A place to call home in Otago
Next year, TSCF Dunedin will expand its residential housing initiative, with four neighbouring houses replacing The Tree House. Life in the homes, called the Quarters, will be supported by two TSCF staff members and their families, who will live on site.
The properties are within walking distance of both Otago University and Otago Polytechnic.
Currently there are openings for seven returning students and nine first-year students. Being part of the intentional community includes a commitment to sharing life together around meals, spiritual practices, and service.
TSCF Lincoln has been presented with an exciting possibility: purchasing land right next to Lincoln University and designing a building to meet TSCF’s core aims. This would be a home for intentional community that provides hospitality and encourages discipleship, gives students an off-campus base for meetings, and provides a passive revenue stream for projects in Lincoln and around the country.
This possibility depends on partners who are willing to invest financially with TSCF in the next few months. There is a small window of opportunity to purchase the former university land, which is about to become available to purchase.
* Update, 16 September 2017:
About NZ$25,000 has been donated by God’s people in four different countries, all of whom are excited by this. Tim Hodge writes, “I’m encouraged by the response yet intimidated by how much there is to go to purchase a section for NZ$200,000.”
The land is now for sale, with details here: www.tewhariki.co.nz. The team is particularly interested in sections 297, 298 or 299 because of their proximity to the university.
The midwinter tradition of inviting Auckland students, graduates, and others in TSCF’s network to join in an evening of stories and prayer continued on 9 August. The 90th anniversary of the Auckland University Evangelical Union (EU) was the particular focus. Five graduates from past decades reflected on how EU shaped their faith and work, including Children’s Commissioner Andrew Becroft, who chairs TSCF’s board. His father, Laurie Becroft, and Bruce Nicholls shared the cake-cutting honours. The two were EU members in the 1940s and have been friends ever since.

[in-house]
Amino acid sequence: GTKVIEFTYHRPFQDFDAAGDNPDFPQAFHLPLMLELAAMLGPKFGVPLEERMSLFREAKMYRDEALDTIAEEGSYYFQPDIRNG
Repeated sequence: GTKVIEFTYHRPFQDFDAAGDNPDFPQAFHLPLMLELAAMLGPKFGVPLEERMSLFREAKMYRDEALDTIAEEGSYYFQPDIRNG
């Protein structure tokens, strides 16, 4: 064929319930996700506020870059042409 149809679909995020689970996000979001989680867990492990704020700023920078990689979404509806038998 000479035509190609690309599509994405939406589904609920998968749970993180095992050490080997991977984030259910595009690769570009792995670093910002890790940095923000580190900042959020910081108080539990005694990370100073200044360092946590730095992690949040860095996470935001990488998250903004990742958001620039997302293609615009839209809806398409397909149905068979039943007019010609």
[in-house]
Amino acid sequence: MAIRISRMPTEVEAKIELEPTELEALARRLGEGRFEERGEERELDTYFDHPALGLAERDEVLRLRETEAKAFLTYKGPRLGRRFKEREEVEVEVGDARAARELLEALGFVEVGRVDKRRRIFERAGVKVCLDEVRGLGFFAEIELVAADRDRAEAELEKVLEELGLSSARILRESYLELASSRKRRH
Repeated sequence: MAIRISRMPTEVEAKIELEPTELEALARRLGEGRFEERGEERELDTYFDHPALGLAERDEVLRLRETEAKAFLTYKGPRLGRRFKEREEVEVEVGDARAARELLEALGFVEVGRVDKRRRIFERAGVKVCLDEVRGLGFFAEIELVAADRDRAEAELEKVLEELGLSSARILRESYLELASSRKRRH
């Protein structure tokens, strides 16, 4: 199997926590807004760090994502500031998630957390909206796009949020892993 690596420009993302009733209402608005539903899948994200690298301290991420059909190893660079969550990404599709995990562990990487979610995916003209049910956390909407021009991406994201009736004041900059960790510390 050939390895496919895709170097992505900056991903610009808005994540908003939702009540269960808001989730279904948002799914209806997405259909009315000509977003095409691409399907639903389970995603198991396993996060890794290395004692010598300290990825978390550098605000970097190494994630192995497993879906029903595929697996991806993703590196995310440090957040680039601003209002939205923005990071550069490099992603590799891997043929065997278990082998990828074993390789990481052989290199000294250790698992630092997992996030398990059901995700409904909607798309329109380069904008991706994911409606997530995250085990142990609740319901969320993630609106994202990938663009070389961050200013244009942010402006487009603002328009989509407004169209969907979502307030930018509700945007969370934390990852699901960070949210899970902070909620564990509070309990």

Groups at the University of Otago hosted their third annual barn dance. This one had to be postponed, but it turned out to be a blessing as even more tickets were sold. It has earned a reputation for surprising students outside of the groups with how much fun can be had without the presence of alcohol. Staff worker Mike Summerfield shared from the gospels, which was well received, and students also reported that a live dog was part of the evening’s event.
This year’s midyear conference was filled to capacity and included students from every region—including from smaller campuses—and a team of students and staff from InterVarsity in Northern California.
About 120 people spent the first week of July at Woodend Christian Camp, north of Christchurch, growing friendships, sharing winter bugs and learning from the life of Joseph.
Ruth Hicks, TSCF’s staff worker with CECE in Ecuador, brought greetings from the work there. She shares more news about CECE here.
Celebrate Bay of Plenty
Students, graduates, and supporters will have an opportunity to gather in Tauranga on 19 October. TSCF’s presence has been growing in the Bay of Plenty. Team Leader David Hodgkinson and National Director Nigel Pollock will share the latest news and ongoing vision at Tauranga Central Baptist at 7pm. Visit “events” for more details.